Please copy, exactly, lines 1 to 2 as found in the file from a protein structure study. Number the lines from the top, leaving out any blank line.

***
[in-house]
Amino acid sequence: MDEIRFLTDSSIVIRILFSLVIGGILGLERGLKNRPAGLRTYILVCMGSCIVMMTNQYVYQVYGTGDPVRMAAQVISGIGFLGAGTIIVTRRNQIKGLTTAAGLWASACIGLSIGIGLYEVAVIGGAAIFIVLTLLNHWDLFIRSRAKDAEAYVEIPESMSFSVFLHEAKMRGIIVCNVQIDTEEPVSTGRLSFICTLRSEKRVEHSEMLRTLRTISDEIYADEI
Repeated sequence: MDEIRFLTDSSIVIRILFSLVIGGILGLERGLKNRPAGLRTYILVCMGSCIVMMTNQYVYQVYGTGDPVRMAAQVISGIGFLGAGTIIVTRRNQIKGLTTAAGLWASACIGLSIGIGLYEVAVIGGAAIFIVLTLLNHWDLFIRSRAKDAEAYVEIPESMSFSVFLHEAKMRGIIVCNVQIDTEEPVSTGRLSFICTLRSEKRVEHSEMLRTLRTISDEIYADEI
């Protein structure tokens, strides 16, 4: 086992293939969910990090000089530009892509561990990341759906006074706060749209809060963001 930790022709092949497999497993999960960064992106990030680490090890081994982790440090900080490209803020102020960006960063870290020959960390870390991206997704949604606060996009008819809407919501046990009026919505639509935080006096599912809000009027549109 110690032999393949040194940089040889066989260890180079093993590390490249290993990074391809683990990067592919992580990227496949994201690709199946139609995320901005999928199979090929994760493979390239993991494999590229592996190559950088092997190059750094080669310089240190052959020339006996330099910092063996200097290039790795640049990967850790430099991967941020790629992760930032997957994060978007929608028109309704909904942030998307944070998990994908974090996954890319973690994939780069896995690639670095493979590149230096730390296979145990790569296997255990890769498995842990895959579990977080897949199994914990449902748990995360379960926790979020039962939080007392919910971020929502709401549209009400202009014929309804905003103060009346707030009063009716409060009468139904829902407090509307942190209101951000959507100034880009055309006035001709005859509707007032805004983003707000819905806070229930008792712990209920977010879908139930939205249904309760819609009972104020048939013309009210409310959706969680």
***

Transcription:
[in-house]
Amino acid sequence: MDEIRFLTDSSIVIRILFSLVIGGILGLERGLKNRPAGLRTYILVCMGSCIVMMTNQYVYQVYGTGDPVRMAAQVISGIGFLGAGTIIVTRRNQIKGLTTAAGLWASACIGLSIGIGLYEVAVIGGAAIFIVLTLLNHWDLFIRSRAKDAEAYVEIPESMSFSVFLHEAKMRGIIVCNVQIDTEEPVSTGRLSFICTLRSEKRVEHSEMLRTLRTISDEIYADEI